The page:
NEW YORK – Everytown for Gun Safety and its grassroots networks, Moms Demand Action and Students Demand Action, released the following statements today after Donald Trump, Jr. commented “We all do stupid things at 17” regarding the shooter who killed two protesters and wounded another in Kenosha, Wisconsin following the police shooting of Jacob Blake. The shooter was charged with first-degree murder for the killings.
“It’s not hard to guess who will get the benefit of the doubt from Trump and his Republican allies these days, and it’s not Jacob Blake, it’s not Breonna Taylor, and it’s not George Floyd,” said Shannon Watts, founder of Moms Demand Action. “The abject defense of a white teen who drove across state lines and illegally procured an AR-15 to shoot protesters is disgustingly transparent.”
“Donald Trump, Jr.’s callous and demeaning remarks illuminate just how little he cares about those standing up for Black Lives, or anyone who doesn’t like his dad, for that matter,” said Khary Penebaker, a volunteer with the Wisconsin chapter of Moms Demand Action and member of the Everytown Survivor Network. “His, and his fellow Republicans’, casual disregard for our lives is yet another reason why we’re ready to elect Joe Biden and Kamala Harris in November.”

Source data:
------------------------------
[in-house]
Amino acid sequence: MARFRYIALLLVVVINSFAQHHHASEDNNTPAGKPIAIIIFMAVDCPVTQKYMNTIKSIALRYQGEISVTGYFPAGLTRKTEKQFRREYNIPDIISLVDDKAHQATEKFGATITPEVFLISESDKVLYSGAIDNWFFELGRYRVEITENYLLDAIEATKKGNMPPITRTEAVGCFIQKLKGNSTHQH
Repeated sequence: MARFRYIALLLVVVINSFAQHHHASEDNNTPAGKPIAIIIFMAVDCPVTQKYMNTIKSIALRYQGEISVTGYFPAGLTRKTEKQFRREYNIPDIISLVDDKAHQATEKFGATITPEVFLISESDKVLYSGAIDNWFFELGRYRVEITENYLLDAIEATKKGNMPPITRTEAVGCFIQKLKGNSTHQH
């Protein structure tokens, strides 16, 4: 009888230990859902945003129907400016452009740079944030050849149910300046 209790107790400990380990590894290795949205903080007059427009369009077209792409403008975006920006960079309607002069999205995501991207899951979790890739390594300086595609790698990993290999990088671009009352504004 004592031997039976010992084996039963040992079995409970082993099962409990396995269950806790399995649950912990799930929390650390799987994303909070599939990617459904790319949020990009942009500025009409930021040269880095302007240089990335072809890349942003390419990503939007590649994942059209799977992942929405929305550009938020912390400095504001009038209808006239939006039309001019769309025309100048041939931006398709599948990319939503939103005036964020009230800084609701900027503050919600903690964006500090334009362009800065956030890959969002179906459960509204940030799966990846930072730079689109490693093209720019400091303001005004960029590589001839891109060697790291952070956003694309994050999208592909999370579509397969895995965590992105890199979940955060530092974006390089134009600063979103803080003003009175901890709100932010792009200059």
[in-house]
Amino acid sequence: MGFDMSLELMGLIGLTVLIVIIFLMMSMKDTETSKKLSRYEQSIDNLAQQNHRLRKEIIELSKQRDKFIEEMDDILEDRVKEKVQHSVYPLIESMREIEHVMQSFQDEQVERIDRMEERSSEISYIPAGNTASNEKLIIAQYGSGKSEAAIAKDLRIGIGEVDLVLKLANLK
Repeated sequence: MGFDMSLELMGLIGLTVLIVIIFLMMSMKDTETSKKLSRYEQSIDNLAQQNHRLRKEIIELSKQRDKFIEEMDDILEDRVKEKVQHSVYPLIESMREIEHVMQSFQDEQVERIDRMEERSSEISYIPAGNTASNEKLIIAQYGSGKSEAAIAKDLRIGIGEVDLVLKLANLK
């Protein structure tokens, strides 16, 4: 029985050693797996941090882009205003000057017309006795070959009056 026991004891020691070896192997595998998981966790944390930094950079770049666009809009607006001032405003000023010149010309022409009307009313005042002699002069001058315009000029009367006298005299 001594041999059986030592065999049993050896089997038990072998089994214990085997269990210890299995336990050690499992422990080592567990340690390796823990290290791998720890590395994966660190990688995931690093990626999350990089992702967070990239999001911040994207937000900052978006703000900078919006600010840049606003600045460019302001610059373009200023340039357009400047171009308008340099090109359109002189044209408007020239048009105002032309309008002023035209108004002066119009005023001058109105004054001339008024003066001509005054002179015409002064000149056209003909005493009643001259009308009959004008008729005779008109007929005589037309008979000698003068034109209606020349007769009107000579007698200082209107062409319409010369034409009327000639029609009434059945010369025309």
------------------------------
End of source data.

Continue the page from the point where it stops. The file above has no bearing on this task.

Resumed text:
“Donald Trump, Jr.’s comments are disgusting, dismissive, and sadly all too predictable,” said Aly Scanlon, a volunteer with Students Demand Action at The University of Wisconsin-Madison. “Time and time again, we’ve seen the President, his family, and their Republican allies turn a blind eye when their supporters turn to white supremacy-fueled violence and we’re sick of it. Let’s be clear – killing people who are protesting for racial justice isn’t a stupid thing; it’s an act of hate.”
Since nationwide protests began after the murder of George Floyd in May, the President and his allies have demonized protesters, incited violence, and enabled vigilantes. In May, the president tweeted “When the looting starts, the shooting starts.” The night before the shooting, at the Republican National Convention, five different speakers spoke of “uncontrolled violent mobs that they claim have taken over the nation’s streets,” according to the Washington Post, and the St. Louis couple who pointed guns at peaceful protesters was given a national platform. Washington Post’s Philip Bump wrote, “it’s impossible not to notice how that rhetoric echoes in what appears to have happened in Kenosha.”